Are Biosimilar Drugs Safe?


Biosimilars also known as follow-on biologics are biologic medical products whose active drug substance is made by a living organism or derived from a living organism by means of recombinant DNA or controlled gene expression methods.

Biosimilars (or follow-on biologics) are terms used to describe officially approved subsequent versions of innovator biopharmaceutical products made by a different sponsor following patent and exclusivity expiry on the innovator product.[1] Biosimilars are also referred to as subsequent entry biologics (SEBs) in Canada.[2]Reference to the innovator product is an integral component of the approval.

Unlike the more common small-molecule drugs, biologics generally exhibit high molecular complexity, and may be quite sensitive to changes in manufacturing processes. Follow-on manufacturers do not have access to the originator’s molecular clone and original cell bank, nor to the exact fermentation and purification process, nor to the active drug substance. They do have access to the commercialized innovator product. Differences in impurities and/or breakdown products can have serious health implications.  (From Wikipedia.)

Hatch, Alexander Call on Burwell to Immediately Release Guidance on Biosimilar Drugs

Say patients, health care professionals, and congress must see FDA’s draft policy on naming, other key issues before first biosimilar is approved

U.S. Senators Orrin Hatch (R-Utah) and Lamar Alexander (R-Tenn.) have led colleagues in calling on the Obama administration to release guidance documents on biosimilar drug approvals. The senators were joined by three Republican members on the Senate health committee, Senators Richard Burr (R-N.C.), Mike Enzi (R-Wyo.) and Pat Roberts (R- Kan.).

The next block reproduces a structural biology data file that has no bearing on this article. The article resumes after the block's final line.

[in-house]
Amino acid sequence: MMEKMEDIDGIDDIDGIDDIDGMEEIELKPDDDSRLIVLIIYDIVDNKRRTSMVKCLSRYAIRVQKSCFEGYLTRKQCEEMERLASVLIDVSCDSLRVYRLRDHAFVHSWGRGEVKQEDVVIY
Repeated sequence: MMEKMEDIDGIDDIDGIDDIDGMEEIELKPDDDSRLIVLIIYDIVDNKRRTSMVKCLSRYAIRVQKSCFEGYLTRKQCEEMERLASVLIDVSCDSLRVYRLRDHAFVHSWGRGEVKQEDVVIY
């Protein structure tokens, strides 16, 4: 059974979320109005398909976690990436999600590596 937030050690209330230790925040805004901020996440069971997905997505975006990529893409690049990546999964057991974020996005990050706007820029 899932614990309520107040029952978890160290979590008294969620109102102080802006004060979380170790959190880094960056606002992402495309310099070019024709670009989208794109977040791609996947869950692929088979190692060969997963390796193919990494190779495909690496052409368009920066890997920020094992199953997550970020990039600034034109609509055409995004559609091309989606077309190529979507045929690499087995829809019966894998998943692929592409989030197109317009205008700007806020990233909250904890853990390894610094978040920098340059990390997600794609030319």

In a letter to Health and Human Services Secretary Sylvia Burwell, the senators write: “We write today with concerns about the implementation of the Biologics Price Competition and Innovation Act (BPCIA), bipartisan legislation enacted in 2010 to provide the U.S. Food and Drug Administration (FDA) with a framework to review and approve biosimilars. The FDA has not yet issued guidance on some of the key scientific policy questions related to biosimilars, such as naming, labeling, indication extrapolation, and interchangeability.”

Last week, FDA accepted the first biosimilar application for review, but outside of meetings with individual companies seeking to file applications, has not released any guidance. “These meetings should not be the only or primary means by which BPCIA implementation policies are developed,” the senators write. “Does the FDA intend to approve the first biosimilar before policies on these key scientific questions are publicly released?”

“The public needs to have time to comment and FDA time to revise the policies set forth in this draft guidance if necessary. …It is our understanding that FDA has forwarded the naming guidance to the Department of Health and Human Services (HHS), and this guidance is awaiting HHS’ clearance so it can be released for stakeholder comment.  In order to ensure the success of the biosimilar pathway, it is imperative that the scientific experts at FDA maintain the autonomy to implement the pathway as intended in a manner that puts the safety of patients first.”

The senators urged the immediate release of guidance for review by patients, healthcare professionals, policy makers, and others, saying, “Their participation is necessary before settling on final policies.”